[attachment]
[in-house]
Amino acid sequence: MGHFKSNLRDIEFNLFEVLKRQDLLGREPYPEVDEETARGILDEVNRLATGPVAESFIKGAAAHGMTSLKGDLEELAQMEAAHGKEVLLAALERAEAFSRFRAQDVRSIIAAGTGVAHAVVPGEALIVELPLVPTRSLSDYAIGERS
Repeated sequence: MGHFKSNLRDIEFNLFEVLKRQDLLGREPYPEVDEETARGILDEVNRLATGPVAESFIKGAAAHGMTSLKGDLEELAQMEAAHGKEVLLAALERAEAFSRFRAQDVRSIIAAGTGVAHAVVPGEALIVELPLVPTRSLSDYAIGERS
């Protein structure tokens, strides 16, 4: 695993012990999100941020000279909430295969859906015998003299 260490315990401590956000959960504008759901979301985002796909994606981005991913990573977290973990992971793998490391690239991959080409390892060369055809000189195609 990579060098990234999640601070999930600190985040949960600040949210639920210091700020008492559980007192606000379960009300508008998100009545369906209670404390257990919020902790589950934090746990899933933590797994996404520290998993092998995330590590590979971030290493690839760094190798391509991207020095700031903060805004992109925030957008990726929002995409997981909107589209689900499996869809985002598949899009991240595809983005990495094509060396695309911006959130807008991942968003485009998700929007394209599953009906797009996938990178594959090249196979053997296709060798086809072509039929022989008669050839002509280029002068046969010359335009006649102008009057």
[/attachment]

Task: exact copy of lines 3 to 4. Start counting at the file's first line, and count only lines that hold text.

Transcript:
Repeated sequence: MGHFKSNLRDIEFNLFEVLKRQDLLGREPYPEVDEETARGILDEVNRLATGPVAESFIKGAAAHGMTSLKGDLEELAQMEAAHGKEVLLAALERAEAFSRFRAQDVRSIIAAGTGVAHAVVPGEALIVELPLVPTRSLSDYAIGERS
């Protein structure tokens, strides 16, 4: 695993012990999100941020000279909430295969859906015998003299 260490315990401590956000959960504008759901979301985002796909994606981005991913990573977290973990992971793998490391690239991959080409390892060369055809000189195609 990579060098990234999640601070999930600190985040949960600040949210639920210091700020008492559980007192606000379960009300508008998100009545369906209670404390257990919020902790589950934090746990899933933590797994996404520290998993092998995330590590590979971030290493690839760094190798391509991207020095700031903060805004992109925030957008990726929002995409997981909107589209689900499996869809985002598949899009991240595809983005990495094509060396695309911006959130807008991942968003485009998700929007394209599953009906797009996938990178594959090249196979053997296709060798086809072509039929022989008669050839002509280029002068046969010359335009006649102008009057």